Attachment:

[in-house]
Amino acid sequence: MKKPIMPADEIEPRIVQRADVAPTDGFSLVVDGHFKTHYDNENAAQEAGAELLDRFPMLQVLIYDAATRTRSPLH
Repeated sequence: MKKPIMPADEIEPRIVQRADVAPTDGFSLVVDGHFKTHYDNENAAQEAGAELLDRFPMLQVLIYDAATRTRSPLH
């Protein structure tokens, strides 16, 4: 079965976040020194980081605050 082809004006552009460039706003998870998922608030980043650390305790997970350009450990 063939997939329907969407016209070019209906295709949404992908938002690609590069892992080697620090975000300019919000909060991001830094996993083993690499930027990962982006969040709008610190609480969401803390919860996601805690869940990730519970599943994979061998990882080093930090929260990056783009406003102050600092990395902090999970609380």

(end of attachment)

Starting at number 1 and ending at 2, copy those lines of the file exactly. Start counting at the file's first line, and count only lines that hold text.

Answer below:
[in-house]
Amino acid sequence: MKKPIMPADEIEPRIVQRADVAPTDGFSLVVDGHFKTHYDNENAAQEAGAELLDRFPMLQVLIYDAATRTRSPLH